Ninety percent (90%) of driving is visual and when you are distracted and take your eyes off the road even for a second, you have significantly reduced your ability to drive safely. What won’t wait until you are stopped? Is changing that radio station, putting on makeup, or responding to a text really worth your life or the life of another while on the road?

There are four types of driver distraction:

●● Visual – looking at something other than the road

●● Auditory – hearing something not related to driving

●● Manual – manipulating something other than the wheel

●● Cognitive – thinking about something other than driving

Most distractions involve more than one of these types, with both a sensory (eyes, ears, or touch)and a mental component. Distraction occurs when a driver voluntarily diverts attention to something not related to driving that uses the driver’s eyes, ears, or hands.

Current Virginia Law:

●● Ban on all cell phone use (handheld & hands free) for bus drivers (Primary Law)

●● Ban on all cell phone use (handheld & hands free) for novice drivers (Primary Law)

●● Ban on texting for all drivers for bus drivers (Secondary Law: Primary Law for bus   drivers). $20 fine (first offense) then $50.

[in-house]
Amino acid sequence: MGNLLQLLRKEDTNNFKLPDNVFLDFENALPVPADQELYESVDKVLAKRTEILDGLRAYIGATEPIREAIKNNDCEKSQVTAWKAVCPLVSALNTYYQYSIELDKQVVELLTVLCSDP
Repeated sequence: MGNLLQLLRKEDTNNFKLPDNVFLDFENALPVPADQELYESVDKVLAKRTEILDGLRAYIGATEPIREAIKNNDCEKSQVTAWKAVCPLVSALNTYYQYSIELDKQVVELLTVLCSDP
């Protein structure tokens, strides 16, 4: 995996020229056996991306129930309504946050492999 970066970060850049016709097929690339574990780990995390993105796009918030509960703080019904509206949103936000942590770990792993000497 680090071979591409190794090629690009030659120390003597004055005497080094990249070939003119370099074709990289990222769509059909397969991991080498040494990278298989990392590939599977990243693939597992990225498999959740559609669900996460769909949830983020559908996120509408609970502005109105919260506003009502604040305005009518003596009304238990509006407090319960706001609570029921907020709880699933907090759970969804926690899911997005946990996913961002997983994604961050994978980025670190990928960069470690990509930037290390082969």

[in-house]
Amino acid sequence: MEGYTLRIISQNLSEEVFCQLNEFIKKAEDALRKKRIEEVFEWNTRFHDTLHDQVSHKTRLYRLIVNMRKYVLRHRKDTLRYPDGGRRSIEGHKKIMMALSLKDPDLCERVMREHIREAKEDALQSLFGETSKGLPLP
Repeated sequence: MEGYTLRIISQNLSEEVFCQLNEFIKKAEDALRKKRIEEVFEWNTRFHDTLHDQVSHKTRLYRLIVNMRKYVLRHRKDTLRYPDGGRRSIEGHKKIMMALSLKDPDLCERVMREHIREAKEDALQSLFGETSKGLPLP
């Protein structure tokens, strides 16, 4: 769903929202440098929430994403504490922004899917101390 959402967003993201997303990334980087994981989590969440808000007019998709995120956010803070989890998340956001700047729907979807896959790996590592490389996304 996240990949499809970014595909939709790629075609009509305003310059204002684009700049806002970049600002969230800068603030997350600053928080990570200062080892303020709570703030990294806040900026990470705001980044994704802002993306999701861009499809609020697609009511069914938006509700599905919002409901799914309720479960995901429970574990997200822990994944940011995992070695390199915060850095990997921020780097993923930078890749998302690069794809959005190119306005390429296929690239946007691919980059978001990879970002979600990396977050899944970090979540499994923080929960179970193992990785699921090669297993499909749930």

Virginia politicians (Senate and House of Delegates) have had many bills before them proposing to tighten and/or add various legislation to Virginia’s distracted driving laws.

Reminds me of when drunken driving laws were lax until enough deadly crashes occurred.

A case involving a 2011 fatal accident where a texting driver who struck and killed a college student and the subsequent loss of the trial on “reckless driving" highlights the disconnect between the law and reality as to the dangers of distracted drivers.  

 “It’s a great disappointment and it’s a blow to traffic safety in the state of Virginia,” AAA Mid-Atlantic rep John Townsend said upon hearing that all distracted driving bills in Virginia were rejected in 2011.

Distracted driving is a menace on our roads as according to the National Highway Traffic Safety Administration - NHTSA car accidents resulting from distracted driving killed 5,474 people and injured approximately 448,000 more in 2009. A distracted driver may be more prone to cause a head on or rear end collision, run red lights, disregard posted traffic signs or swerving into other lanes into other traffic or off the road completely. 

Bottom line - pay attention while you are driving.  Whatever you need to do can wait until you are stopped.  Your life and the life of others depend on it.

Kellam T. Parks
Managing Member of Parks Zeigler, PLLC
With all the safety things we have come up with in the last 60 years why not uses it. Every little bit helps. We had turn signals since 1940 yet some don't us them. Seat belts since 1950 but again some don't use them. Will they save Will they save a lot...yes.
by wgs157 February 22, 2013 at 02:27 AM
Post a Comment